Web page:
For as long as I can remember I have seen St. Jude commercials on TV. When I was younger I had no real knowledge of who Marlo Thomas was outside of the pretty lady promoting this hospital. I use to think my God she passionate about what she does. Day and night I see her urging us to shop where you see the “looking glass” symbol (it is actually a magnifying glass) with the logo too hard to resist:
“Give thanks for the healthy kids in your life, and give to those who are not.”
Every time I utter those words it brings chills to my body and tears to my eyes. Before I knew anything more than that, I knew St. Jude and Marlo Thomas were special. Boy I had no idea how right I was.
The first time I truly learned the story of St. Jude and Danny Thomas’s vision was when I watched Marlo on the Larry King show. She was explaining how no child, rich or poor, is turned away from St. Jude because of their family’s inability to pay. In fact, families weren’t even billed. Those who could pay were asked to make a donation to the hospital instead. Then she proceeded to describe how the halls were lined with murals to brighten the children’s spirits and that they used red wagons instead of wheel chairs. That this was a place of hope and love instead of fear and death. People came from all over the world for treatment and cures. St. Jude is not only a hospital but also a research center. This means that for every patient, there is a doctor and scientist working to save a life and prevent another from having to suffer in the future. It is a remarkable mission. More about St. Jude in a minute.
Besides her work for the hospital, Marlo is also one of the hardest working actresses in Hollywood. I have seen and loved her on Law and Order SVU and Friends. She is even mentioned constantly on Will and Grace by Megan Mullally’s character, Karen Walker. That is how much a part of our culture she has become. So when I heard she was going to be appearing at the 92Y with John Turturro in NYC I knew I had to be there too.
Marlo in person is everything you would want her to be. Her grace, beauty, and charm come across even from the stage. You feel like you have known her your whole life. I loved listening to her talk and I could have sat there for a week and never have been bored. She is a born speaker and entertainer. It doesn’t hurt that she has led an incredible life. But this kind of magnetism can’t be taught. In fact, I can’t even picture her as a little girl. She doesn’t seem mortal. She seems so perfect but in a super kind down to earth way. To borrow from Lady Gaga, Marlo was “born this way.”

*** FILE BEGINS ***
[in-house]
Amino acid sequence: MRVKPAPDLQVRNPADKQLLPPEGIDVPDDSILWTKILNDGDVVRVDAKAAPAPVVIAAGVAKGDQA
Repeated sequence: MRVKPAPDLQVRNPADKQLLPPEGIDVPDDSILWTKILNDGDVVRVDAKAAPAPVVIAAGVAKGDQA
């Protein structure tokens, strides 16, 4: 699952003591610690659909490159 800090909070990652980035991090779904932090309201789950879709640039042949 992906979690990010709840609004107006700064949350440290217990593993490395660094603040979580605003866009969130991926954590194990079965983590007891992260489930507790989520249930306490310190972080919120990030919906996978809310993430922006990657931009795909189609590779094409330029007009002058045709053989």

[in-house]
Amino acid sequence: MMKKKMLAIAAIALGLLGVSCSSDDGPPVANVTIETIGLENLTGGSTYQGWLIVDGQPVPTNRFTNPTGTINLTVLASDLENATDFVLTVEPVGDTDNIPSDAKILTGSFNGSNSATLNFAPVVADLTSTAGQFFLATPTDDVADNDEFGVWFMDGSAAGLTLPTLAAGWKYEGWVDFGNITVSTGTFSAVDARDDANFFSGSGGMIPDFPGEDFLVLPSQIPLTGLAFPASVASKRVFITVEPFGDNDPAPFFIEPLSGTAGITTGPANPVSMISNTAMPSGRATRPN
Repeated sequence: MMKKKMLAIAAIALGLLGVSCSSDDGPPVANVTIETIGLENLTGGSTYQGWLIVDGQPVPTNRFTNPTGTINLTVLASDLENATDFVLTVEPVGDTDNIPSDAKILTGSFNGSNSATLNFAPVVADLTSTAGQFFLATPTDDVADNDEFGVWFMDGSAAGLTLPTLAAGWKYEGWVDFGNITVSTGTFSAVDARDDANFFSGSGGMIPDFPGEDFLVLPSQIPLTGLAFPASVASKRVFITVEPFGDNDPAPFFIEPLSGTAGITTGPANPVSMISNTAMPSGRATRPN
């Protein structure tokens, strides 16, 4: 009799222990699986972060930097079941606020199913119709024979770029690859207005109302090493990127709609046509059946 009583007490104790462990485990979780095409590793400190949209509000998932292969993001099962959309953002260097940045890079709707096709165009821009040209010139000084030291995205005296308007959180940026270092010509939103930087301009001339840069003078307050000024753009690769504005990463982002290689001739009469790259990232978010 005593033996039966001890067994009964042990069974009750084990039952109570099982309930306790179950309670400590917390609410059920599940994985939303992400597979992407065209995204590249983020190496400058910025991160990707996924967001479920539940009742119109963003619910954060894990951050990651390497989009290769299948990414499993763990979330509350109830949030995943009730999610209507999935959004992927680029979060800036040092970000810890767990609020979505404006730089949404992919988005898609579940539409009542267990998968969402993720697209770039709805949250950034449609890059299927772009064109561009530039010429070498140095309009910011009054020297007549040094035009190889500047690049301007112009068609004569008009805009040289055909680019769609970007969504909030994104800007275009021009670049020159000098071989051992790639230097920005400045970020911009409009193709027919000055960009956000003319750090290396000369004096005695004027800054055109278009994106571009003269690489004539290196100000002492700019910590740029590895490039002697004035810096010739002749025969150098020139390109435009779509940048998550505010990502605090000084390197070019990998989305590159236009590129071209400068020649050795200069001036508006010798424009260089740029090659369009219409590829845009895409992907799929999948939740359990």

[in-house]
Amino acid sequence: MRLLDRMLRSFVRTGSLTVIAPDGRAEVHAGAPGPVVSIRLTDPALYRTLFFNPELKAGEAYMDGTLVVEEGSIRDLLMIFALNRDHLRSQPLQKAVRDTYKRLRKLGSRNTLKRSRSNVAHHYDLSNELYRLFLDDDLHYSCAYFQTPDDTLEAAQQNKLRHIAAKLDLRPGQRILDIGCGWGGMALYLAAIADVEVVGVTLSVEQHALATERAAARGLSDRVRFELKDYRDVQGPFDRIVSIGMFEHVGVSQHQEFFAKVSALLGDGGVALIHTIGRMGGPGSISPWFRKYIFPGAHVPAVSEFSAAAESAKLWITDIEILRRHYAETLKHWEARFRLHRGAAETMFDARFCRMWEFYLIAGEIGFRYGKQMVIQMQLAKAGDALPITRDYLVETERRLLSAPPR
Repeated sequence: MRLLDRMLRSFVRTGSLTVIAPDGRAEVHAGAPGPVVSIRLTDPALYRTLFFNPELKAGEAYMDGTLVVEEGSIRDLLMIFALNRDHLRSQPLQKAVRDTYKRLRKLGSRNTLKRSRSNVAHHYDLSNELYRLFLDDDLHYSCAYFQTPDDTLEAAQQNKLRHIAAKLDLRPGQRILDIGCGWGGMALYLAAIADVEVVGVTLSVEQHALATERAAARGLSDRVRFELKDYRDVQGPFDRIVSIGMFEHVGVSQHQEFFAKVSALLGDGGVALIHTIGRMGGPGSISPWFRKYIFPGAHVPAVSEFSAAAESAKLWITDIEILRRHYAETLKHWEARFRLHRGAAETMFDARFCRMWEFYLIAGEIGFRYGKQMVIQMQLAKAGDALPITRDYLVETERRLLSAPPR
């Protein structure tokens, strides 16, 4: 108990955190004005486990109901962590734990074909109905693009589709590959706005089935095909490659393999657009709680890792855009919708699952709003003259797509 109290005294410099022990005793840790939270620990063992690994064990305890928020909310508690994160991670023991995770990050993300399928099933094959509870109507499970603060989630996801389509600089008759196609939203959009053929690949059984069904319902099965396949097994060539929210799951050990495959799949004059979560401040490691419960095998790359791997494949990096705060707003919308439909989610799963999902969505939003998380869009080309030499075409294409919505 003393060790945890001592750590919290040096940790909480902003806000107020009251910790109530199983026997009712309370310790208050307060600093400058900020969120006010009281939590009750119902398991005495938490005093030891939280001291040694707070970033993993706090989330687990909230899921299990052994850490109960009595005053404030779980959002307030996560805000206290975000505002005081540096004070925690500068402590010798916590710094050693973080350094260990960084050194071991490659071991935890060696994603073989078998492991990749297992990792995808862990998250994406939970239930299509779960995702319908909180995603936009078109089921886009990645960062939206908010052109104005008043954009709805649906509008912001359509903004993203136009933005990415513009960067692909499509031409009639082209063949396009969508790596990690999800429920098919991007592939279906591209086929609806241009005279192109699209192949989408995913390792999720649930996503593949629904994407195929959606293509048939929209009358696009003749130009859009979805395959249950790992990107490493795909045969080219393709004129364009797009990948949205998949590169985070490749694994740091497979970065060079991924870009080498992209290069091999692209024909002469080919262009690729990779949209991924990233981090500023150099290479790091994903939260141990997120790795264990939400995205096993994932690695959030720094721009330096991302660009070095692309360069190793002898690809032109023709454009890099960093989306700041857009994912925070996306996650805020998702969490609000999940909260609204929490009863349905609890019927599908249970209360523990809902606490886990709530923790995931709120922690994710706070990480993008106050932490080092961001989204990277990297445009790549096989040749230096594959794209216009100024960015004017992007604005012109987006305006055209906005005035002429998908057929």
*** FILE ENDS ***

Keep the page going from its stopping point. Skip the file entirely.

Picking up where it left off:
I learned so many things at this lecture. I knew she was famous for her show, That Girl. I knew she was a pioneer for portraying a single woman on television. But I had no idea she created the concept, wrote the show, and even produced it. I wonder where that kind of brains and guts comes from. I loved that she never strived to be only someone’s wife but ended up happy married to Phil Donahue who was in the audience and looked as great as his wife. Marlo’s life makes having all seem easy and possible.
On February 16th, the 50th anniversary of the opening of St. Jude, this quote describing the funeral of founder Danny Thomas was re-tweeted a million times:
"The city of Memphis came out to say goodbye. By the thousands they stood in line -- citizens, doctors, scientists, bald-headed children whose lives were being saved -- to pass his casket and say thank you to a man who made a promise and kept it."
Last May I was in Memphis and had planned to visit St. Jude’s to pay my respects to Danny Thomas. I didn't end up having a chance but some day when I go back I plan to do just that. I would also love to be able to donate toys to the children and volunteer at the hospital.
When I found out I was going to be seeing Marlo Thomas, I purchased her memoir “Growing Up Laughing.” The best way to describe this read is by the USA Today quote on the cover that reads: ”this one is special.”
The chapter in which she writes so eloquently about St. Jude is the second to last of her book and while I sobbed like a baby the first time I read it, her words stuck with me like white on rice. No matter what I could not help myself. I keep rereading it over and over again and then to anyone who would listen. I just love what it says about the meaning of life, about Marlo’s talent for writing, her compassion as a person, and why everyone loves “that girl.”
I still hear this is my head:
“Pack up your bag, get out the door, you don’t need chemo anymore. Then I cried.”
Me too Marlo; Me too.
For Great Ways to Support St. Jude in Your Area
For St. Jude’s 50th Anniversary